Jump to content
Sign in to follow this  

Storm felled Tree with TPO

Recommended Posts

Is a tree that blew down in recent storms in a TPO area still in need of an application for tree works before removal?IMG_6529.jpg

Some roots still in ground so not exempt for being dead. Still completely within owners garden.

Share this post

Link to post
Share on other sites

No I just mean that different versions of the legislation over the years used different styles of TPO and it could depend on the date of the TPO as to what the rules are. But this much can be said. For a while the English legislation had a dead and dying exception, This has been replealed and there is not a 'dead' exception in England. No such exception has ever existed in Scotland. In fact, there is no clarity on dead trees in the legislation, and bizzarely the Guidance wrongly states that there is a dead, dangerous and dying exception in Conservation Areas. I have checked the legislation, and this is nonsense.


Clear? Not at all, that's the way the rules are up here, all over the place.

But fundamentally, TPOs only prohibit certain acts, and taking away a fallen tree isn't one of them unless it's alive.


All that is at stake here is whether the Council tries to force you to plant a replacement. The legal position is that it can't if the tree as fallen over and is fundamentally not viable. 


Allt his said it would be a good idea to let the Council know for their own records that the tree is down. Ths should be done without prejudice to the statutory position.


PM me if it gets messy and you need opinion.

  • Like 3

Share this post

Link to post
Share on other sites

There is a dead exception in England (I hope!) 


14.—(1) Nothing in regulation 13 shall prevent—


(a)the cutting down, topping, lopping or uprooting of a tree—


(i)which is dead;

Edited by Adam M

Share this post

Link to post
Share on other sites

And drawn across to cons areas here:


Trees in conservation areas – exceptions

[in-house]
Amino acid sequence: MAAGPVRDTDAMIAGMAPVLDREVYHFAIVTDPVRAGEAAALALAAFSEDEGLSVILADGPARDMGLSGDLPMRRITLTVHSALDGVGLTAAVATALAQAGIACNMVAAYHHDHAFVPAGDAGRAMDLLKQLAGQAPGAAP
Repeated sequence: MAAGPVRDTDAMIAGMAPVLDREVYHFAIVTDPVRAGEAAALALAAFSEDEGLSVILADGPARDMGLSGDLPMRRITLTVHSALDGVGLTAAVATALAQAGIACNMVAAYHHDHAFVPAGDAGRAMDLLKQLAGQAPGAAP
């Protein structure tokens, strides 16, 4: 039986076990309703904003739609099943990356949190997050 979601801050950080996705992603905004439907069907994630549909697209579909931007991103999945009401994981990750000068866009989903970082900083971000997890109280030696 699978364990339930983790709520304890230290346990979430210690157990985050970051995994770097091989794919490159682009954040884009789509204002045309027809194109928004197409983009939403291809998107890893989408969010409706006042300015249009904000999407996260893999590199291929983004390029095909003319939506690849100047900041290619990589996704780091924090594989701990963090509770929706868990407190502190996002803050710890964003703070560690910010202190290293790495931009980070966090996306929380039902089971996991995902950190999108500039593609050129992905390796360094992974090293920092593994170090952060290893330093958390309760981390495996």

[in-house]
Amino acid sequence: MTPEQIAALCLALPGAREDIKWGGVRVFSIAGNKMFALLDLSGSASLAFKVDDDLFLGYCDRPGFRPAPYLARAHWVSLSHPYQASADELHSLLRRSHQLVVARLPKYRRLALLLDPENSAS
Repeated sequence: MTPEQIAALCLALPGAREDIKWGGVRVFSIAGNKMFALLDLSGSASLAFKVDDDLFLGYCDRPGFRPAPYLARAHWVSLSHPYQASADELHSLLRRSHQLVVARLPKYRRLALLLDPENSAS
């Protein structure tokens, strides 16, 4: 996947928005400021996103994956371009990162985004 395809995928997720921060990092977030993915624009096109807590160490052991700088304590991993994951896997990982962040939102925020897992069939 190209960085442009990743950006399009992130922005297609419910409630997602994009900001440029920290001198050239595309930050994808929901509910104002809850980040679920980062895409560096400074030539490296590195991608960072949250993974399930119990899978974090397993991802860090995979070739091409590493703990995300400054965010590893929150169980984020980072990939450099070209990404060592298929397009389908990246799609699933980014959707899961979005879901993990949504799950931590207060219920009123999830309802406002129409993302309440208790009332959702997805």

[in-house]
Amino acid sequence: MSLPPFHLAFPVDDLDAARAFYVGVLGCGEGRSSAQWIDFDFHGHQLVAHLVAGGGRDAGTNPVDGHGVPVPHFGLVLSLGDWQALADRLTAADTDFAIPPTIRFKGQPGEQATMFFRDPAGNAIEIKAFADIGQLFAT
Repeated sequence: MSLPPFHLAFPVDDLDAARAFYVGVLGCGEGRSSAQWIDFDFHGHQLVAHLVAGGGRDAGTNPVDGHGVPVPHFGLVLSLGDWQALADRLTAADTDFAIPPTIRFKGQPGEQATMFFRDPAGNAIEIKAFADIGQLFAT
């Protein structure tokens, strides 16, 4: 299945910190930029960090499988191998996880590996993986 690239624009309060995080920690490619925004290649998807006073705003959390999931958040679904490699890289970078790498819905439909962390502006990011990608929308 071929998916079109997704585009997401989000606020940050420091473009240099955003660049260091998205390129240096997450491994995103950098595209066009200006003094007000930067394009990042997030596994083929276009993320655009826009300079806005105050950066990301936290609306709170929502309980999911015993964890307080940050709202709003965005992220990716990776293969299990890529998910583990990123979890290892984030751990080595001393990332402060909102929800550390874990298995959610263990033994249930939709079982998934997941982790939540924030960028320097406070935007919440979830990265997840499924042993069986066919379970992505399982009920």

15.—(1) Section 211(1) (preservation of trees in conservation areas) shall not apply to—

(a)the cutting down, topping, lopping or uprooting of a tree—

(i)in the circumstances mentioned in regulation 14;

Share this post

Link to post
Share on other sites
6 hours ago, Adam M said:

Forgive me if I've misunderstood you! 

No need, that was exactly what I meant. And/or what the OP meant.


For the sake of the OP I'm glad I qualified my original response. In Sotland we just have to humour England's assumption that the world revolves around it.


  • Like 2
  • Haha 2

Share this post

Link to post
Share on other sites

Join the conversation

You can post now and register later. If you have an account, sign in now to post with your account.
Note: Your post will require moderator approval before it will be visible.

Reply to this topic...

×   Pasted as rich text.   Paste as plain text instead

  Only 75 emoji are allowed.

×   Your link has been automatically embedded.   Display as a link instead

×   Your previous content has been restored.   Clear editor

×   You cannot paste images directly. Upload or insert images from URL.

Sign in to follow this  

  • Featured Adverts


Arbtalk.co.uk is a hub for the arboriculture industry in the UK.  
If you're just starting out and you need business, equipment, tech or training support you're in the right place.  If you've done it, made it, got a van load of oily t-shirts and have decided to give something back by sharing your knowledge or wisdom,  then you're welcome too.
If you would like to contribute to making this industry more effective and safe then welcome.
Just like a living tree, it'll always be a work in progress.
Please have a look around, sign up, share and contribute the best you have.

See you inside.

The Arbtalk Team

Follow us

  • Create New...

Important Information

We have placed cookies on your device to help make this website better. You can adjust your cookie settings, otherwise we'll assume you're okay to continue.